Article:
Innovation Without Compromise
Many of us see “innovation” as an overused buzzword, but in truth, it is the lifeblood of every successful company. In the digital world we live in today, innovation is occurring faster than we’ve ever seen before. Where companies were once releasing new code every three-six months, some are now releasing new code three-six times every day.
The pace of innovation is exciting from a customer standpoint, but can companies deliver the level of software quality customers demand? Per Dynatrace, 73% of CIOs don’t think so. This presents the ultimate dilemma for engineers everywhere who are being forced to choose between software quality and speed of delivery.
The pace of digital innovation is widening the gap between what companies want from QA and what their current approaches can deliver. It's time to embrace a new way of testing.READ NOW
QA is Playing Catch-Up with Technology
Where the divide between the evolution of QA and technology began is not difficult to find. About 40 years ago, the first personal computers were launched. Nearly 20 years later, the Internet boom occurred. From there, we’ve seen smartphones take over the world and a whole Internet of Things keep consumers connected at all times of the day.
Technological growth has been exponential, but QA has largely evolved at a linear pace. The number of devices, browsers, and operating systems has exploded in the past ten years, while QA teams have remained largely the same size. Yes, more and more companies are implementing test automation into their SDLCs, but this can only get you to a certain point.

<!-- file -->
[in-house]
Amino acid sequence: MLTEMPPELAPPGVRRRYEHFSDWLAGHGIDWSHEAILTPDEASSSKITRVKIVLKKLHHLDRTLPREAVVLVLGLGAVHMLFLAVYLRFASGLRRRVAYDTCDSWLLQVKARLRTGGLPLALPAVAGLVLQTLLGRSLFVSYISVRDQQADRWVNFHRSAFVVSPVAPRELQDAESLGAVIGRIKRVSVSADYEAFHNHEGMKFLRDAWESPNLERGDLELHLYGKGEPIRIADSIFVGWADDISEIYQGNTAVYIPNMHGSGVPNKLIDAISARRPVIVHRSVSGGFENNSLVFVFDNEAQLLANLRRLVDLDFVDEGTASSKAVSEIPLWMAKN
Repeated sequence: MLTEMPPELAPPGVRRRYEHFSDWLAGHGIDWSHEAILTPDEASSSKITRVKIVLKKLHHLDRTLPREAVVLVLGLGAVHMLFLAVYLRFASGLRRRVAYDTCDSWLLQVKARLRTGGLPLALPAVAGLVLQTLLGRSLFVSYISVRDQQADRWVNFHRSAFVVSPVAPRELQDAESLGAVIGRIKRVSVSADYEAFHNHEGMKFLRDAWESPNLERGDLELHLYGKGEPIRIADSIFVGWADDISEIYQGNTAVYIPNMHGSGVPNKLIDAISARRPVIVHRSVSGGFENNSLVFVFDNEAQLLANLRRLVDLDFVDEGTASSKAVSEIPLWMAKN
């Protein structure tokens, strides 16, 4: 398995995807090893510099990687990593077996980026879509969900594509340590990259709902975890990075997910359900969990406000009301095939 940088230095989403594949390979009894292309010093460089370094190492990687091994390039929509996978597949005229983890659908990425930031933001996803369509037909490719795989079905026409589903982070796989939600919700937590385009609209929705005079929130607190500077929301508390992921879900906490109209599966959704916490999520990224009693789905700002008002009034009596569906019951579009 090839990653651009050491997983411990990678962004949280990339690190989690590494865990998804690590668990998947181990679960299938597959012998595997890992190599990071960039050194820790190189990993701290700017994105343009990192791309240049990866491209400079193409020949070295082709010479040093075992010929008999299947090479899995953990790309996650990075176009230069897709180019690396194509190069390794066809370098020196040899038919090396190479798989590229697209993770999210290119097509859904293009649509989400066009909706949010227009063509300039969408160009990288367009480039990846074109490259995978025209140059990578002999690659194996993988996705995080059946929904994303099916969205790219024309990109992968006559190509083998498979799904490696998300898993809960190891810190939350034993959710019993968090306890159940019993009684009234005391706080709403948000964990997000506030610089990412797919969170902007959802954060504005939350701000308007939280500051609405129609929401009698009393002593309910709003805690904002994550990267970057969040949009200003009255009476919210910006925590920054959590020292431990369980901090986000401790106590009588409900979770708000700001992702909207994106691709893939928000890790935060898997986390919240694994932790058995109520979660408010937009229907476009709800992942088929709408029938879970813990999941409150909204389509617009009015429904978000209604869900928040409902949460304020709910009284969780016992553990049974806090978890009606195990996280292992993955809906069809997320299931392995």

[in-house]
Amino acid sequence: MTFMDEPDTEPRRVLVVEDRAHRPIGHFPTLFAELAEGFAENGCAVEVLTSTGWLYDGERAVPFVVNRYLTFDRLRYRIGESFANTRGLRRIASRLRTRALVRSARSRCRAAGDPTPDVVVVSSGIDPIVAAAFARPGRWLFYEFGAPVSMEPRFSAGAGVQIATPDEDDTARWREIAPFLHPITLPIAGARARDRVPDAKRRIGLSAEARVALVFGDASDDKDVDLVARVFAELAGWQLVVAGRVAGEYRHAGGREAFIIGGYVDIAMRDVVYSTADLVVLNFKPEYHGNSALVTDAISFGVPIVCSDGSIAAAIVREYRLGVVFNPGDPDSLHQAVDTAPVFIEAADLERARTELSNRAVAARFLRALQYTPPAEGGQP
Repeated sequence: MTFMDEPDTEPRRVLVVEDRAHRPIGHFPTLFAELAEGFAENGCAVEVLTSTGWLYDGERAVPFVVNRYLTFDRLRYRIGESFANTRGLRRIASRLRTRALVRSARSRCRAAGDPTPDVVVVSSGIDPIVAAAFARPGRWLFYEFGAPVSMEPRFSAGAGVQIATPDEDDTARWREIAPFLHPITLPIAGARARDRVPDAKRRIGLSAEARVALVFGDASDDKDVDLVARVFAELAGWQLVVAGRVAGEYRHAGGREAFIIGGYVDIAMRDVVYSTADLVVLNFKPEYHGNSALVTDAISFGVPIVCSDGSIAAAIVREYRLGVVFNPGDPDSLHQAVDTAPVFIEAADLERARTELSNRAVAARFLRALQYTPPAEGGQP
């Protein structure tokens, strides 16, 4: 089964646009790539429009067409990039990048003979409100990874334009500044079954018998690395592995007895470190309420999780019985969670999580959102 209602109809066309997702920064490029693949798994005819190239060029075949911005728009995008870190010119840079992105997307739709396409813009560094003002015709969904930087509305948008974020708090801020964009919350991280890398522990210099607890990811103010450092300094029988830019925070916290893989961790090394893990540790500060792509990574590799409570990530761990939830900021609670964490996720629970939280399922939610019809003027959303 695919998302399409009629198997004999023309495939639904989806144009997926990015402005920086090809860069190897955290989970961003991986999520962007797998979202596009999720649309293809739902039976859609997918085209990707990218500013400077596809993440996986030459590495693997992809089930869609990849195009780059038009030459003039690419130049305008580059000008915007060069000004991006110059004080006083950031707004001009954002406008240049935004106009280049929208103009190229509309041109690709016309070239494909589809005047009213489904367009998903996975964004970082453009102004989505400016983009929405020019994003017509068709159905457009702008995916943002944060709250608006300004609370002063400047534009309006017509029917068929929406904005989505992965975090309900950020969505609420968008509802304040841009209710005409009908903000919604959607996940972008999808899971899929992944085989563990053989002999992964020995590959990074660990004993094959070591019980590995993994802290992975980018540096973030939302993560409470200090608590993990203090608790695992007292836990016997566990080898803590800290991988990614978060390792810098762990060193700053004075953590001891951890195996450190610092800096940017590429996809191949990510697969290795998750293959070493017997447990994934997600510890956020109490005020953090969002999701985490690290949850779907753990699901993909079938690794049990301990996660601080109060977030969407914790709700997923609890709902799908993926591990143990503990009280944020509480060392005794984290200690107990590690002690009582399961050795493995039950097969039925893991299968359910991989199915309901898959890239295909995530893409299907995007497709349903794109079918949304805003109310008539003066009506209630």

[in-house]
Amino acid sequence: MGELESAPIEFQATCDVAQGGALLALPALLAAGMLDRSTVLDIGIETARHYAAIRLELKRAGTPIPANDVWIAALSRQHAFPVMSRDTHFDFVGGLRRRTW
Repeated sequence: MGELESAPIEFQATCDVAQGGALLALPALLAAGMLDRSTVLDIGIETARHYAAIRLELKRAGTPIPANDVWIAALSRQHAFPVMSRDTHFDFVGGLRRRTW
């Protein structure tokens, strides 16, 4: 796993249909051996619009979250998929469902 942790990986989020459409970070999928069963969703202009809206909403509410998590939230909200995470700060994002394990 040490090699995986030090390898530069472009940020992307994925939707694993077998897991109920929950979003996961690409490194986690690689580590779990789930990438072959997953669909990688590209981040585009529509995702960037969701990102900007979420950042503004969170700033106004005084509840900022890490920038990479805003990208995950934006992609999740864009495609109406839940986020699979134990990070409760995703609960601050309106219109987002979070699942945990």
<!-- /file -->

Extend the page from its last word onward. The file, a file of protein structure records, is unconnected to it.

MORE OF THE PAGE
Bridging the Gap Through the Consumer
In today’s digital ecosystem, customer experience is king. So while it’s your job to deliver the experience you think consumers want, it’s also your job to tweak the experience based on the feedback you get. The real challenge lies in collecting and acting on that feedback in an expeditious manner.
Too many companies are stuck playing catch-up because they wait until production to collect customer feedback. This immediately puts your experience on the hot seat. By bringing the customer into the fold earlier in the SDLC, you allow yourself an opportunity to make quicker, more impactful changes that will improve the quality of your experience.
Seems easy enough, right? Well, this is where organizations tend to falter. It’s one thing to gain access to your target customers, but another to collect their feedback quickly and in an actionable format.
There are few solutions that can help you bridge this gap between QA capabilities and your end goals. Applause is one of them. Find out more about how you can introduce both speed and quality into your SDLC. It’s all here in our new ebook, “Keeping Pace with Innovation”.